Unlike carbs, fat and similar micronutrients, protein has a nearly spotless reputation and you will hardly ever hear anything bad about it. Protein is hold in high esteem, and we are constantly being told to aim at getting enough of it. While most people associated protein with animal products, the fact is that there are lots of vegetarian alternatives that are loaded with protein, too.
Although eggs are an excellent source of protein and other nutrients, high consumption might result in development of sensitivity or allergy. This happens really often, forcing the individual to take a long break and do some gut healing.
For that reason, having other choices on the table is a smart idea. However, before we get into those choices, it is important to discuss some important things regarding protein: what is protein, how much we need, and how much we are supposed to be getting.
What is Protein?
Protein is comprised of strings of amino acids that break up into individual amino acids when protein is digested. Thus, taking a group of amino acids and stringing them together creates protein.
Each amino acid has its own role and can do extraordinary things, for instance, an amino acid called phenylalanine ends up as dopamine. There are two kinds of amino acids: non-essential and essential.
Why Do We Need Protein?
Protein is needed for many reasons, without it our body would start breaking down muscle tissue in order to get the amino acids needed to survive. One of the most important functions of protein is its ability to help repair and build muscle mass. It also creates neurotransmitters like melatonin, dopamine, and serotonin.
Neurotransmitters are of utmost importance, as without them we wouldn’t be able to function. Protein also plays a substantial function in the production of enzymes, hormones, and antibodies. In other words, protein is important for optimal health and without it our body wouldn’t work properly.
How Much Protein Do We Need?
As advised by the World Health Organization, minimum of 13 g/lb of protein per bodyweight a day is needed to stay alive and prevent muscle loss. The official WHO suggestion for protein consumption is 30g/lb. Obviously, the variety depends on things like period, type, exercise, age, and many more. For instance, elderly people have somewhat higher protein requirement than the average consumption recommendation by the WHO.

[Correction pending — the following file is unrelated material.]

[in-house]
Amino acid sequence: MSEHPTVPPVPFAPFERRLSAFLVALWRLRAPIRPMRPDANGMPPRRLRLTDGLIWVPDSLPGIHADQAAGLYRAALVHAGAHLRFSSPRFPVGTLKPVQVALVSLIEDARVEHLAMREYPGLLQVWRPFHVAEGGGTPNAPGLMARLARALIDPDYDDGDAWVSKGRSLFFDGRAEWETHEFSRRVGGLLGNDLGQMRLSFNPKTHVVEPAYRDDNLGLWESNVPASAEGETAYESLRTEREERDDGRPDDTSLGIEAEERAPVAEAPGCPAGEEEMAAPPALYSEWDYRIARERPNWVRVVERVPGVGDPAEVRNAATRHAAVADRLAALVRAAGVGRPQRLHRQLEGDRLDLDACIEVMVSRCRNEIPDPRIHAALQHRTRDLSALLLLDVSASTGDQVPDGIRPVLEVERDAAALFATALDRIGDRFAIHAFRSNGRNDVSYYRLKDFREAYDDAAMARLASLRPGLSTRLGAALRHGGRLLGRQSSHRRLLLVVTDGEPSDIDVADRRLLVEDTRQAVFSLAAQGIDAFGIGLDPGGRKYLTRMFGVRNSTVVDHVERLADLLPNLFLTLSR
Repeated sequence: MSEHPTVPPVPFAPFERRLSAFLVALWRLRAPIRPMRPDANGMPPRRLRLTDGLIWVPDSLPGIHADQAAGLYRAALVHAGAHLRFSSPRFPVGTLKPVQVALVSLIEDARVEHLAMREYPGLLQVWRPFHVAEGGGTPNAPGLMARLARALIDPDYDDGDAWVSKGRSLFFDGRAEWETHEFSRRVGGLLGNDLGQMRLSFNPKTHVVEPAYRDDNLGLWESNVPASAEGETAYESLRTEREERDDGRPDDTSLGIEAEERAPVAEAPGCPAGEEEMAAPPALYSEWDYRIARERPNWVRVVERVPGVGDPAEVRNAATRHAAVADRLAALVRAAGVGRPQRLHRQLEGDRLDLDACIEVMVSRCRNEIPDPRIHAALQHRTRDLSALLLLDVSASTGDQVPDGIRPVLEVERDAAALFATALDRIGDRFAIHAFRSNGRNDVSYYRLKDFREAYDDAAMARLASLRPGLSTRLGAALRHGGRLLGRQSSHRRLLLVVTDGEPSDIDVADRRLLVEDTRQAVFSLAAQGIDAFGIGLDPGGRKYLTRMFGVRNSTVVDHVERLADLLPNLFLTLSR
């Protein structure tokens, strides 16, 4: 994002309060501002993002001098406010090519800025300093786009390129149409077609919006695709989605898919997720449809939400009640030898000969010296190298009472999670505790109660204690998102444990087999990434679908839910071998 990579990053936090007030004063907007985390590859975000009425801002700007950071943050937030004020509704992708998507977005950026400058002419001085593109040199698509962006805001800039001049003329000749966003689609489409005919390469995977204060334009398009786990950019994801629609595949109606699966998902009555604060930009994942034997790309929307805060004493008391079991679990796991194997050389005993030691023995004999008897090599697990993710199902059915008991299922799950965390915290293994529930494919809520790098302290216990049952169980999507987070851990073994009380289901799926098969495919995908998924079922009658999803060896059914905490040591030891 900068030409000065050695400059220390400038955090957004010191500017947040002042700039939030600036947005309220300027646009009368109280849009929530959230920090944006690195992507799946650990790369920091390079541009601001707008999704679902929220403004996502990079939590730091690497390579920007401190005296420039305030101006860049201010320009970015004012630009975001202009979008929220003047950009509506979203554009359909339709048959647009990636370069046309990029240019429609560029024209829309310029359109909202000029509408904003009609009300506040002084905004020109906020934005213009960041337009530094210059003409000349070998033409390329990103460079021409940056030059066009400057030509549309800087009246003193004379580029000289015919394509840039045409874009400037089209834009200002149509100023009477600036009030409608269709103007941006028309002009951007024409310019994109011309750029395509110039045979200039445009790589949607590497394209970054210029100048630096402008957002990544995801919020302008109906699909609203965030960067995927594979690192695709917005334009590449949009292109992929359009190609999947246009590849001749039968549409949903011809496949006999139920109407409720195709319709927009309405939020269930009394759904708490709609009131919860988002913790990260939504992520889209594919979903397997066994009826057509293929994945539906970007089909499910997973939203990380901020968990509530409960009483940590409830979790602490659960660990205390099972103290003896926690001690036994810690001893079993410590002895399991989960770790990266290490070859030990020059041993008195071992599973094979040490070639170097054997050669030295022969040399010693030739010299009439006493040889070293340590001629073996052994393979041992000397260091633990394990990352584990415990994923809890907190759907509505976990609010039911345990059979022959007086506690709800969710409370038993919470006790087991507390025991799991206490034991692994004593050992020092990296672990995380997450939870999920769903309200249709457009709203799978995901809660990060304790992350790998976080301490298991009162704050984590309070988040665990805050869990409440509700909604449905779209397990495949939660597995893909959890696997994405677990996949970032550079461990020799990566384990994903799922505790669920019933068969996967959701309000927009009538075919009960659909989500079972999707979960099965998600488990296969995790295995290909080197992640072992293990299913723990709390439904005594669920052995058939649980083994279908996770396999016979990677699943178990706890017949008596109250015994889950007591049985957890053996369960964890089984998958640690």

How Can We Get Protein?
The most widely known sources of protein include animal products like eggs, fish, and meat. Nevertheless, you can also get all your protein from plant sources, too. Here you have a list of 10 foods that contain more protein than an egg.
10 Foods That Have More Protein Than An Egg
50 grams of almond butter provide 10 grams of protein! Is it also an excellent source of vitamin E, biotin, manganese, and healthy fats.
50 grams of hemp hearts offer 16 grams of protein. They are loaded with omega-3 fats as well, and are easy to include in your daily diet. You can sprinkle them on salads or add them to smoothies.
50 grams of pumpkin seeds provide 8 grams of protein as well as strong amounts of magnesium needed for energy use in the body.
50 grams of nutritional yeast offer staggering 25 grams of protein. Also called Noosh, nutritional yeast is also packed with vitamin B-12.
Dulse is a sea veggie that is loaded with protein, fiber, iodine, and potassium. 50 grams of dulse offer 6 grams of protein! It is very versatile and can be used in salads, soups, or made into covers.
Chlorella is an algae used to help with heavy metal cleansing. As little as 50 grams of chlorella provide up to 29 grams of protein. It is also packed with calcium, iron, magnesium, and vitamin A.
It has 28g or protein per 50 g. It also helps with heavy metal detox and provides the body with solid amount of vitamin B, magnesium, potassium, and vitamin K.
Tahuni, roasted or crushed sesame seeds, has 10 grams of protein per 50 grams. It is loaded with powerful anti-inflammatory properties and minerals like zinc, manganese, and magnesium.
Flax seeds can be used as replacement for eggs in baking or just added in a smoothie. They are packed with omega-3 fatty acids and offer 9 grams of protein per 50 grams.
Lastly, cacao nibs have 7 grams of protein per 50 grams. They contain enzymes needed for digestion and are loaded with magnesium, calcium, and fiber.